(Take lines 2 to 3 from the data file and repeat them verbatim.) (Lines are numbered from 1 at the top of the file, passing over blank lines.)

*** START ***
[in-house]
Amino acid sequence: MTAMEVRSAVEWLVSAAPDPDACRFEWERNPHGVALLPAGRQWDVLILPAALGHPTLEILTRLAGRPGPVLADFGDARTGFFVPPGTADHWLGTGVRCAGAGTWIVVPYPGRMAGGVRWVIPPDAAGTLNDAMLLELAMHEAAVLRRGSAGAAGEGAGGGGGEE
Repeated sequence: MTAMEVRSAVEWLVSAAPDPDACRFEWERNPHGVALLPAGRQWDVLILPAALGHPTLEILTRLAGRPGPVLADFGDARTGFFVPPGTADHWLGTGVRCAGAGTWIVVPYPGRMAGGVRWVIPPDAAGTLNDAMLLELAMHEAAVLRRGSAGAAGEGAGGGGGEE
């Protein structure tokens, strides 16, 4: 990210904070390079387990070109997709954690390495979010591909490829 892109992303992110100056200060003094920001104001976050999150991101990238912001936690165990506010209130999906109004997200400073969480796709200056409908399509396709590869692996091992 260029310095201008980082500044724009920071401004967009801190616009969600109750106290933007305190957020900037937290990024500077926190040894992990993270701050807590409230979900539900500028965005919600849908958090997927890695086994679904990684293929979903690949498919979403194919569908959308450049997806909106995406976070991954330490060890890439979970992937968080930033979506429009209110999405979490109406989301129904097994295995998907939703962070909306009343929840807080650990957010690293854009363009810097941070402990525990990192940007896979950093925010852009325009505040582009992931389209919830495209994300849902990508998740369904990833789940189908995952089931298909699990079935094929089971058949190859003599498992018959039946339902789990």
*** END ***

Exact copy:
Amino acid sequence: MTAMEVRSAVEWLVSAAPDPDACRFEWERNPHGVALLPAGRQWDVLILPAALGHPTLEILTRLAGRPGPVLADFGDARTGFFVPPGTADHWLGTGVRCAGAGTWIVVPYPGRMAGGVRWVIPPDAAGTLNDAMLLELAMHEAAVLRRGSAGAAGEGAGGGGGEE
Repeated sequence: MTAMEVRSAVEWLVSAAPDPDACRFEWERNPHGVALLPAGRQWDVLILPAALGHPTLEILTRLAGRPGPVLADFGDARTGFFVPPGTADHWLGTGVRCAGAGTWIVVPYPGRMAGGVRWVIPPDAAGTLNDAMLLELAMHEAAVLRRGSAGAAGEGAGGGGGEE